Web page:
It's cold, but we like it.
It was a great day to be a stock market investor today.
First, the scoreboard:
- Dow: 15,884 (+129.2, +0.8%)
- S&P 500: 1,786.5 (+11.2, +0.6%)
- Nasdaq: 4,029.5 (+28.5, +0.7%)
And now the top stories :
- Earlier today, we learned industrial production jumped 1.1% in November, smashing expectations for a 0.6% gain. October's numbers were also revised higher. "Alongside an upward revision to October (now 0.5%, previously 0.3%), manufacturing output looks set to register its strongest quarter since the beginning of 2012, with growth tracking an annualized 5.6% q/q in Q4, based on October and November, up from 1.4% in Q3," noted Barclays' Peter Newland.
- "Some of the rise was due to a 1.7% m/m gain in mining output, which won’t be repeated as it was a result of oil and gas rigs in the Gulf of Mexico reopening after tropical storm Karen," said Capital Economics Paul Dales. "The surge in utilities output, of 3.4% m/m in November, will probably continue into this month as the fall in temperature further below seasonal norms boosts heating demand."
- The strong industrial production numbers were tempered by statements that came from the New York Fed's Empire State Manufacturing survey. From the NY Fed: "When firms were asked about the extent to which each of these issues was expected to become more or less of a problem over the next year, their responses again put employee benefit costs at the top of the list: Eighty percent of respondents anticipated that this would be more of a problem a year from now." The headline index climbed to 0.98 in December from -2.2 in November. Economists were expecting a reading of 5.0.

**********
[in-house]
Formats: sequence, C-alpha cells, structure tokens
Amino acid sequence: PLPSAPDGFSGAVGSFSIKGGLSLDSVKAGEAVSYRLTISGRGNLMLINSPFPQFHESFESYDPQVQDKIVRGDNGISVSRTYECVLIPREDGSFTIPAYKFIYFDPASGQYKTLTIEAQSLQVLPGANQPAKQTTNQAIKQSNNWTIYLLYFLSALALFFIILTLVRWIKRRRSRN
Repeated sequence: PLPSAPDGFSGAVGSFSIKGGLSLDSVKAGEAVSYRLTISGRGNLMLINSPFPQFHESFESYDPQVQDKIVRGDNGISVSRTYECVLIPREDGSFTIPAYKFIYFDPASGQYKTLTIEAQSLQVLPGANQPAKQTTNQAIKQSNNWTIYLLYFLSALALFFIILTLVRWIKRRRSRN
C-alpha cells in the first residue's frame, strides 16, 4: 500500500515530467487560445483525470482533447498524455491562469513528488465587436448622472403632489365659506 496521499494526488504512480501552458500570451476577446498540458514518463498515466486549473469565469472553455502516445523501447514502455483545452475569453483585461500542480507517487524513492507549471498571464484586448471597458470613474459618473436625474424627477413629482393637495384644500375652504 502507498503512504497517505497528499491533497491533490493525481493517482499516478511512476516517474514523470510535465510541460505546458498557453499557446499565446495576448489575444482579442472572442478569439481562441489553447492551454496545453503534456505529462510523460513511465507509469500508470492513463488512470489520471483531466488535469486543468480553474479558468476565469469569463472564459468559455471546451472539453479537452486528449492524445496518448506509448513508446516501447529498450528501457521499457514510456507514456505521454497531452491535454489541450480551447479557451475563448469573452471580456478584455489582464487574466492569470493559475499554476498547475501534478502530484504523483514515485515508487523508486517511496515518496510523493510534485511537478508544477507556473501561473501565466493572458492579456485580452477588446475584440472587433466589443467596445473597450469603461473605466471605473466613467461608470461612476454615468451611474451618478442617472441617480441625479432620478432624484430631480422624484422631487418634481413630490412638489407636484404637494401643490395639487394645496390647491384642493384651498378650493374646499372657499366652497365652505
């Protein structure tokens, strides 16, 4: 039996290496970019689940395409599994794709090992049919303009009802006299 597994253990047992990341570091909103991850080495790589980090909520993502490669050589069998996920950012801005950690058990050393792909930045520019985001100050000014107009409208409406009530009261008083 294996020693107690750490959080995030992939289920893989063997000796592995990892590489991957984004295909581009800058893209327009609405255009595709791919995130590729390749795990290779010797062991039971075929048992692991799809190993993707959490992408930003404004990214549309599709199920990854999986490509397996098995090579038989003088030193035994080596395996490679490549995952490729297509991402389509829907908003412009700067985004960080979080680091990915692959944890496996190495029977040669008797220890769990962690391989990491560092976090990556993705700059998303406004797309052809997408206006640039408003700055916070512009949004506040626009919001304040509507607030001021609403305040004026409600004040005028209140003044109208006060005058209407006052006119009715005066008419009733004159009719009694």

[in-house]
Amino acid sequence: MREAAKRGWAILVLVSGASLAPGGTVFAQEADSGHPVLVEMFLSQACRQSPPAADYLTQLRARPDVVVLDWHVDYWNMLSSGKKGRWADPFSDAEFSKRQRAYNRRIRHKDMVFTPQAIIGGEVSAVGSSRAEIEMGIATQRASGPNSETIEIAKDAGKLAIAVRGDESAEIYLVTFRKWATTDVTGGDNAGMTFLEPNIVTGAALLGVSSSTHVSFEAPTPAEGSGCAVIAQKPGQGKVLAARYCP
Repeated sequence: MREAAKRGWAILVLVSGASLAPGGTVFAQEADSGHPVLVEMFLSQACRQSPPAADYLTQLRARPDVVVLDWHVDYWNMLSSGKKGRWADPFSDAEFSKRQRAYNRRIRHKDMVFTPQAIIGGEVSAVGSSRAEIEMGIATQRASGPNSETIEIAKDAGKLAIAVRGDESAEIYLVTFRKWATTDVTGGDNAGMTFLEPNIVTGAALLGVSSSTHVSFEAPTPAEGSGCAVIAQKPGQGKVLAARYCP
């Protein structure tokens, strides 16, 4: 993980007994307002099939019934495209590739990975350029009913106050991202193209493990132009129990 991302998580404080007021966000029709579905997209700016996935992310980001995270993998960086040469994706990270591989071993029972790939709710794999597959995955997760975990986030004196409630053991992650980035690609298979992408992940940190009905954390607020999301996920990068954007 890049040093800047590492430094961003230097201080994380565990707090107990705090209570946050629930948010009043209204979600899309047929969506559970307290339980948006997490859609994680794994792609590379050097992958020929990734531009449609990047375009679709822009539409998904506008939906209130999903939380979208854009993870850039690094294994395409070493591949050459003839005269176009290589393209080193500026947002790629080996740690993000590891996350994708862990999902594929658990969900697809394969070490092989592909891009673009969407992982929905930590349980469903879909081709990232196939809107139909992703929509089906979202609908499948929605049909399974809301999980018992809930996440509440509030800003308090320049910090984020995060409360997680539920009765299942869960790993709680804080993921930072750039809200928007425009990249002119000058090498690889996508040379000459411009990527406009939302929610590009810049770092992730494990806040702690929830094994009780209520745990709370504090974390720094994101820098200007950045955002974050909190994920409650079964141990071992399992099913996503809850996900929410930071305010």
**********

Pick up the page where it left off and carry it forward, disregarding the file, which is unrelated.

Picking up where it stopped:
- Herbalife's new auditor PriceWaterhouseCoopers completed its re-audit of the multi-level marketing company's books, and they made no material changes. The stock spiked by 12% in the wake of the news. Unfortunately, this is bad news for Pershing Square Capital's Bill Ackman who is shorting the stock, claiming the company is an illegal pyramid scheme, and betting the stock is going to $0.
- Deutsche Bank's David Bianco published his 2014 outlook for stocks, and he reiterated his S&P 500 target of 1,850. This is the lowest target among the Wall Street strategists we follow. "We think the S&P likely stays within +/- 5% range from 1800 for the next several months as investors watch EPS and interest rate trends," wrote Bianco. "We expect 2014 to be a year of normal EPS growth, normal PEs, normal total returns, but also normal volatility. Normal volatility includes at least one S&P 500 price dip of 5% -9.9%. Since 1960, the only years when the S&P didn’t suffer a 5%+ dip were 1964, 1993 & 1995. We see low risk of a correction when less than 1850."
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